Unfortunately, most actual climate policy doesn’t reflect this reality. Instead, we tend to make long term aspirational commitments to large emissions reductions, with much less specificity about what happens in the short to medium term. (E.g. Boulder, CO: 80% by 2030, Fort Collins, CO: 80% by 2030, the European Union: 40% by 2030). When we acknowledge that it’s the total cumulative emissions over the next couple of centuries that determines our ultimate climate outcome, what we do in the short to medium term — a period of very, very high emissions — becomes critical. These are big years, and they’re racing by.
Is 1000Gt a Lot, or a Little?
Few normal people have a good sense of the scale of our energy systems. One thousand gigatons. A thousand billion tons. A trillion tons. Those are all the same amount. They all sound big. But our civilization is also big, and comparing one gigantic number to another doesn’t give many people who aren’t scientists a good feel for what the heck is going on.
Many people were first introduced to the idea of carbon budgets through Bill McKibben’s popular article in Rolling Stone: Global Warming’s Terrifying New Math. McKibben looked at carbon budgets in the context of the fossil fuel producers. He pointed out that the world’s fossil fuel companies currently own and control several times more carbon than is required to destabilize the climate. This means that success on climate necessarily also means financial failure for much of the fossil fuel industry, as the value of their businesses is largely vested in the control of carbon intensive resources.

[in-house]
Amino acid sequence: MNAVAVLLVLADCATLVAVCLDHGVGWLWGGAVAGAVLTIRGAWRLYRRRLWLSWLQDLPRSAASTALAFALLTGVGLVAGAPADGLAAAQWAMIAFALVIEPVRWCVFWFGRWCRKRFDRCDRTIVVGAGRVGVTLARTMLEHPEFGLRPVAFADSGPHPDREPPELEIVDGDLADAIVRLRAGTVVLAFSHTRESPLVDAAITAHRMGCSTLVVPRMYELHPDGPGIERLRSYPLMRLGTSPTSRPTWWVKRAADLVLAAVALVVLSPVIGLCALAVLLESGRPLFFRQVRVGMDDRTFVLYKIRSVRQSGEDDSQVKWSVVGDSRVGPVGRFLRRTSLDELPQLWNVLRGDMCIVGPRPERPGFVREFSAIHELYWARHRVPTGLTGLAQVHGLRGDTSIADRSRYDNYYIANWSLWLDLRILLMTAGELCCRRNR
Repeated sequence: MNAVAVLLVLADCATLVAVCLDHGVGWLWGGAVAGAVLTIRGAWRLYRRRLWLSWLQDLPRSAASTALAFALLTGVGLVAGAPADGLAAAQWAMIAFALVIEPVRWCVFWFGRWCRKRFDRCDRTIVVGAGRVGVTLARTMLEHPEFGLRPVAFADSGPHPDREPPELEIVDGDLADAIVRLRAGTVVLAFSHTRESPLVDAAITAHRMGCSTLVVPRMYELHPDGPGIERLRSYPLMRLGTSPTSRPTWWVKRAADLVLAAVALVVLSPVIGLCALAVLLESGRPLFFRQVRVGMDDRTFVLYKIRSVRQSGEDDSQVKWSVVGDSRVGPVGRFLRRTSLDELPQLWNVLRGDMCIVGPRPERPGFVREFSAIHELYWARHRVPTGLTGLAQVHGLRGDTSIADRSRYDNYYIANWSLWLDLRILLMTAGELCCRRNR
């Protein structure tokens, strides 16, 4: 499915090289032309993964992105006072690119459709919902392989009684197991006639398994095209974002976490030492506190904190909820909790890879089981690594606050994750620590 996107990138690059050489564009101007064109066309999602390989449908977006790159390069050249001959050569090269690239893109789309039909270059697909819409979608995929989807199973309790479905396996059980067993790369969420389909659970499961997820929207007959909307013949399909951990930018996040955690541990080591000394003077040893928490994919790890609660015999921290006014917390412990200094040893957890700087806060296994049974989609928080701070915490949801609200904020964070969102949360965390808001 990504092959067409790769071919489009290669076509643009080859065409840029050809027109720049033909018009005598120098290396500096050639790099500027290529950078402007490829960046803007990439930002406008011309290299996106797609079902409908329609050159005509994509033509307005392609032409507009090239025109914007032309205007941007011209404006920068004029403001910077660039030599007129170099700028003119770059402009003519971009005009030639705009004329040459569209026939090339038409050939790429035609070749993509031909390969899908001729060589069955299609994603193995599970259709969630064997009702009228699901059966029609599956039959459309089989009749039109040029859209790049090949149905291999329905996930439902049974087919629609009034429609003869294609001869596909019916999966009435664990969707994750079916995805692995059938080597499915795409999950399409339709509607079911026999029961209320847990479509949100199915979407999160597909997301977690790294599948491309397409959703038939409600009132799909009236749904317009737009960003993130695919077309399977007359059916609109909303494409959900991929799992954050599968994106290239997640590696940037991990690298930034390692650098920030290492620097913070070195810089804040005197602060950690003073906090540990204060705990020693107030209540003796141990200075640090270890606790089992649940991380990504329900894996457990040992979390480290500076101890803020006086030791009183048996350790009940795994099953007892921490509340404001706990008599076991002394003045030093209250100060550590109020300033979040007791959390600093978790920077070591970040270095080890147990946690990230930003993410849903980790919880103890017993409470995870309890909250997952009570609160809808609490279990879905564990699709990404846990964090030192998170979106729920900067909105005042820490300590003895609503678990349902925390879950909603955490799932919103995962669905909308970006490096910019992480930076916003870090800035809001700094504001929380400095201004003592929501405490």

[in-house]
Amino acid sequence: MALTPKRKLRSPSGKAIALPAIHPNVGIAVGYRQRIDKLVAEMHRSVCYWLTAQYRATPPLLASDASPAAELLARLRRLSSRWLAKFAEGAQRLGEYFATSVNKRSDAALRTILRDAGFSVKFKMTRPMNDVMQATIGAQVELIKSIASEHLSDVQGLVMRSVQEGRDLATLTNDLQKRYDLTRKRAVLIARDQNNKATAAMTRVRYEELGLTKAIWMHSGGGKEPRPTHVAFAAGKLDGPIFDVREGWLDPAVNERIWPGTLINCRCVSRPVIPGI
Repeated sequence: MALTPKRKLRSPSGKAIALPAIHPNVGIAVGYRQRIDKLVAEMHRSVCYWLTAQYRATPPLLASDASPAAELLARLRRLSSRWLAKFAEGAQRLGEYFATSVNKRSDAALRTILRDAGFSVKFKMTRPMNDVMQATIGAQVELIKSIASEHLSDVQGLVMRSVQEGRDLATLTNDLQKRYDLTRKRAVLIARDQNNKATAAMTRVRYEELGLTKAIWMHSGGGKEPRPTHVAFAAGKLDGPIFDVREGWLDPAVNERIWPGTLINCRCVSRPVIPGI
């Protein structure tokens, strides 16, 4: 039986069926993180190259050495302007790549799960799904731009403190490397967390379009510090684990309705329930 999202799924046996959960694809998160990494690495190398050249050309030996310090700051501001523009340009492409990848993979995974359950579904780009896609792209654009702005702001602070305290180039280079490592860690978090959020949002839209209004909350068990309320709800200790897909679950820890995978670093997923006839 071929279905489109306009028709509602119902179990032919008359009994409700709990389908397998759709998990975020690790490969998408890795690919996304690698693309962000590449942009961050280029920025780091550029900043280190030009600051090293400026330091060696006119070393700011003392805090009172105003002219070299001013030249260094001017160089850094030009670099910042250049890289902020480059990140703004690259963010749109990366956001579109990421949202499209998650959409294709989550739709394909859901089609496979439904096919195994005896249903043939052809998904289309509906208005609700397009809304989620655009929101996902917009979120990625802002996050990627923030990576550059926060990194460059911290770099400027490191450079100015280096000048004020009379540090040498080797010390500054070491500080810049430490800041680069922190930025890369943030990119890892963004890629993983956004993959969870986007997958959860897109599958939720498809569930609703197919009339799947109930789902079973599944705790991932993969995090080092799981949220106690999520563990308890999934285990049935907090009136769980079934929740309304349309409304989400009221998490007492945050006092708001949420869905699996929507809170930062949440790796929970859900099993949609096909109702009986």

If you’re familiar with McKibben’s Rolling Stone piece, you may have noticed that the current IPCC budget of 1000Gt is substantially larger than the 565Gt one McKibben cites. In part, that’s because these two budgets have different probabilities of success. 565Gt in 2012 gave an 80% chance of keeping warming to less than 2°C, while the 2014 IPCC budget of 1000Gt would be expected to yield less than 2°C warming only 66% of the time. The IPCC doesn’t even report a budget for an 80% chance. The longer we have delayed action on climate, the more flexible we have become with our notion of success.
Unfortunately this particular brand of flexibility, in addition to being a bit dark, doesn’t even buy us very much time. If we continue the 2% annual rate of emissions growth the world has seen over the last couple of decades, the difference between a budget with a 66% chance of success and a 50% chance of success is only ~3 years worth of emissions. Between 50% and 33% it’s only about another 2 years. This is well-illustrated by some graphics from Shrink That Footprint (though they use gigatons of carbon or GtC, instead of CO2 as their unit of choice, so the budget numbers are different, but the time frames and probabilities are the same):